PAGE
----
Ask Paul B: Can’t Compete with Dad, So Now What?

Dear Paul B,

You will probably think that I am weak and worthless for complaining to you, but nobody seems to understand me. I am the oldest kid of three, and my Dad was quite an incredible man. He started a company that was very successful, and then he sold it before I graduated college, and then he past away about a year ago. I thought I would learn his business, but I do have a business degree, and I am a very capable person. Dad and I didn’t really get along all that well, but I did love him, and I do miss him. I was always trying to impress him, but he really didn’t notice my efforts. My middle brother got all the attention, and I was told that “middle kids have problems and need extra attention and support.” Well, as the oldest, I didn’t get much, but I am ok with that. Today, people talk behind my back about my choice of career and they must think that I am a moron. I earn $47,000 a year, but I work hard, and will be promoted in due time. My Dad left money for his family, but I must be thirty when I begin to have access to it. I get little respect from anybody, because they all know who my Dad was. I don’t know who I can trust either. My brother makes more than me, and he is three years younger. He is really a great salesman, but didn’t have the g.p.a. that I did. I always worked hard in school.



Dear Mark,

I don’t see any question here, but the answer (if I can locate the question) is BE YOURSELF. Why must you (or anyone) compare you to your late Dad? Are any two people exactly alike? I think not. Don’t worry about what others are thinking (and I believe you to be paranoid about this,) just follow your chosen path. You enjoy your work, and you seem to have goals and aspirations, which is awesome. Your brother has different strengths, and will pursue his own career path. If your Dad was a street urchin and begged for “spare change,” would you feel better about yourself? I can tell you that your Dad’s drive and ambition are also part of you and your persona. You will achieve your own success and it will not be soley determined by your bankroll. My personal heroes are teachers, firemen, honest politicians, and single Moms, most of whom are not millionaires. I do not judge success by income. I do however judge people by their willingness to give back to society, their generosity (time, education and support,) as well as being role models and compassion for others less fortunate. I am proud of you, and look forward to your next update. Please feel free.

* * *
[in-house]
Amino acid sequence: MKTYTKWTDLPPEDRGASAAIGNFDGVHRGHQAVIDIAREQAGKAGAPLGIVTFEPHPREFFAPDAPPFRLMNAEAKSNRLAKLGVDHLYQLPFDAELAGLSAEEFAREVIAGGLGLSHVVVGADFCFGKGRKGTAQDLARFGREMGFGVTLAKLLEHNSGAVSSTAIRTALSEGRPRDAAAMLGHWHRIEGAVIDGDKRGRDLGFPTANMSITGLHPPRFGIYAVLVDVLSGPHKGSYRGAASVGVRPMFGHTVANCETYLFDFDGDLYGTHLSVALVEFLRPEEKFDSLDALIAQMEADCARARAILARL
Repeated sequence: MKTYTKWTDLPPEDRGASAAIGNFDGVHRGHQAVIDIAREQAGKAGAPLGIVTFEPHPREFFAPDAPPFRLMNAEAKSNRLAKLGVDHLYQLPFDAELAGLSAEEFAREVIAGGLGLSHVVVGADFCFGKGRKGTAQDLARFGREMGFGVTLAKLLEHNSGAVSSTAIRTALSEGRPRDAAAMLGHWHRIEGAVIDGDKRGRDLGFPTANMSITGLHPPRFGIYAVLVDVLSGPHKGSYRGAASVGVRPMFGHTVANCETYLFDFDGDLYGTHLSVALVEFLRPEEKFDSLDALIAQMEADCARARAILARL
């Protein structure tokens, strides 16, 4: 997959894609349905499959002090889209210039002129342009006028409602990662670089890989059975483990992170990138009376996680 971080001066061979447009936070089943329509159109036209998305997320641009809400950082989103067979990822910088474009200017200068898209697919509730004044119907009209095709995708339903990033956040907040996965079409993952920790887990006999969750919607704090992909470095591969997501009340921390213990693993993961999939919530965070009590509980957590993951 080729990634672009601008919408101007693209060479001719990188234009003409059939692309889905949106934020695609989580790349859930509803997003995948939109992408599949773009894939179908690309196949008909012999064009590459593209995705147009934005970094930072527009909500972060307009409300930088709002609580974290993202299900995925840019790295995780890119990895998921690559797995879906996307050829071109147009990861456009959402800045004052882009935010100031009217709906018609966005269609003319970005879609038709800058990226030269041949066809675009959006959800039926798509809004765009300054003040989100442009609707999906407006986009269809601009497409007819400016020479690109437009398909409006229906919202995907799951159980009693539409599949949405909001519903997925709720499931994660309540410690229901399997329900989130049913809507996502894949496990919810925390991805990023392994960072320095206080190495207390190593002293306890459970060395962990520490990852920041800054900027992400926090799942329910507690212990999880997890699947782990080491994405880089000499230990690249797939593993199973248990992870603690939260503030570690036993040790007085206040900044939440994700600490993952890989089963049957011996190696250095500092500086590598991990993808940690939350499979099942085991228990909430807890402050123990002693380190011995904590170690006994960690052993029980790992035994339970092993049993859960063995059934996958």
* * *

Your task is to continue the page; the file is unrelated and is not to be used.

Paul B


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